A charming collection of color photographs and historical information about many of the carousels in Paris.
Carousels are said to be a French invention brought about by the accidental death of King Henri II during a jousting tournament in 1559. Renaissance knights stopped jousting, and the games evolved into spearing rings with their lances. The idea of mounting wooden horses on a rotating frame dates to the 17th century. To entertain thousands of people during an event at Versailles, the Sun King, Louis XIV, King of France from 1643 until his death in 1715, had his engineers design the first rotating merry-go-round, a four-seater with gilded chairs for ladies and horses or swans for the men. By the end of the 18th century, there were merry-go-rounds in several of the Parisian public gardens. In the wake of the French Revolution, the merry-go-round, like other sorts of entertainment previously enjoyed by aristocrats, became more easily accessible to workers and their families.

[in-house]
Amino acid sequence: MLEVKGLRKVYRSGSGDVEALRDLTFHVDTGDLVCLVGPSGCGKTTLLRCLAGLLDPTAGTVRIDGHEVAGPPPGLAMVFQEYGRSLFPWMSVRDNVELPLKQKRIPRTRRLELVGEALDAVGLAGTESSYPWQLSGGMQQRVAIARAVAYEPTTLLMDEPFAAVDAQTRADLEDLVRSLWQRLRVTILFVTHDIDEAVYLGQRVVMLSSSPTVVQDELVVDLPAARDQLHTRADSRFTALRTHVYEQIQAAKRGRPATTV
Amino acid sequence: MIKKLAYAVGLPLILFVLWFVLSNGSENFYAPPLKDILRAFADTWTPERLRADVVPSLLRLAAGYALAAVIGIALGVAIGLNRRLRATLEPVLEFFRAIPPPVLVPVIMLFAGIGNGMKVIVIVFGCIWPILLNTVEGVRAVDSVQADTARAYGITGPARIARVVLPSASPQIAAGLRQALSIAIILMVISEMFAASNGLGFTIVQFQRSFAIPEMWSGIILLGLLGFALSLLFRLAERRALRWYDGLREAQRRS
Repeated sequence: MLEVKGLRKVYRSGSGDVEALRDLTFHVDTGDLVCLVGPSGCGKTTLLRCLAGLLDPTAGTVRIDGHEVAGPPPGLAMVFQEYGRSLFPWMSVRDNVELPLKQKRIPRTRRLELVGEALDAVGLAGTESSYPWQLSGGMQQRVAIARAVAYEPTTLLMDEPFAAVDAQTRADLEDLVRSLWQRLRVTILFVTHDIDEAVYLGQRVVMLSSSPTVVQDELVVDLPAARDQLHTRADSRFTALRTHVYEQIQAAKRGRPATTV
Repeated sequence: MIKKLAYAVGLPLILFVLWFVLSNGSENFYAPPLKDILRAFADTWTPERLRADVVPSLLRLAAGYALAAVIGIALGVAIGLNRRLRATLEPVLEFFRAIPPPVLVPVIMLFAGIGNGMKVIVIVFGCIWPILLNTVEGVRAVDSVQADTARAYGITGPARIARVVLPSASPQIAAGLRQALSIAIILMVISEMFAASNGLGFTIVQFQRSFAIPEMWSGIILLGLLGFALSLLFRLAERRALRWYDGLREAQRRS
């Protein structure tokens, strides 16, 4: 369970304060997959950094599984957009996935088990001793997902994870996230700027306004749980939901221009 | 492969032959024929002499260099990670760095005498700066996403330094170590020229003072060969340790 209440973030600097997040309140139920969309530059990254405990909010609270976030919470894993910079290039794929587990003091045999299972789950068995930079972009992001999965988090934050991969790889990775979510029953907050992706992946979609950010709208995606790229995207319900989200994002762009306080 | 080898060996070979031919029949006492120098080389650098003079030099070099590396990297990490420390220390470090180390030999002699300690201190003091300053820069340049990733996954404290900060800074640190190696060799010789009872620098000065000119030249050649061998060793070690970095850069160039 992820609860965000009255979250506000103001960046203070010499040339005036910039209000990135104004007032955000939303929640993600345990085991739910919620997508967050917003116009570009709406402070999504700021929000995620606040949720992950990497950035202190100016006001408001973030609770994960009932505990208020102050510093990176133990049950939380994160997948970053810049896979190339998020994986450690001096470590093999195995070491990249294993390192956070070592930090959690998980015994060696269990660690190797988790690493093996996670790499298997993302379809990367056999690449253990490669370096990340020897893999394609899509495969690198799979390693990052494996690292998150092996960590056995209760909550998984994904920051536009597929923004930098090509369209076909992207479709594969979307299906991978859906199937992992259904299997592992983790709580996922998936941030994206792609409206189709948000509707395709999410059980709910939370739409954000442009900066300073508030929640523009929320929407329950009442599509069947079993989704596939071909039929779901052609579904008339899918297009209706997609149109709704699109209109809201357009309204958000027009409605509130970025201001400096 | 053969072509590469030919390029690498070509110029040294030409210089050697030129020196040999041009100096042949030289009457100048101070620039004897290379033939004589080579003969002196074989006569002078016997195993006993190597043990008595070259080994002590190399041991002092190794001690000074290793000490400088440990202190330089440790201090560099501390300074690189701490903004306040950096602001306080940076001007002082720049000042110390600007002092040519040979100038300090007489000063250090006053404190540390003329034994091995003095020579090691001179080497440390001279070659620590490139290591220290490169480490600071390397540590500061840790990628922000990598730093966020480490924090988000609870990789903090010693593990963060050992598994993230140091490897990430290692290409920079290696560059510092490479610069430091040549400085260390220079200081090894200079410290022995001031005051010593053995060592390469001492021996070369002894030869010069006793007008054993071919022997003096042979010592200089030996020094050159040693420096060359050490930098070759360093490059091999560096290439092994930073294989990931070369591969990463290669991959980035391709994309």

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About the Author
Kaye and Donald Barley s photographs of Parisian carousels capture the whimsy, wit, and charm of the raucous merry-go-rounds that pepper the cobblestone streets and manicured parks of the City of Light. So grab a copy of Carousels of Paris and let your imagination wander back to a world full of colored lights and painted horses, quaint carriages and playful tigers, fantastical griffins and endangered dodos.
--Juliet Blackwell, New York Times bestselling author of The Lost Carousel of Provence and Letters from Paris
Simply enchanting! The carousels are delightful and the photographers manage to bring them to life. I half expected them to leap off the pages. I absolutely adored this book!
--Jenn McKinlay, New York Times bestselling author and author of Paris is Always a Good Idea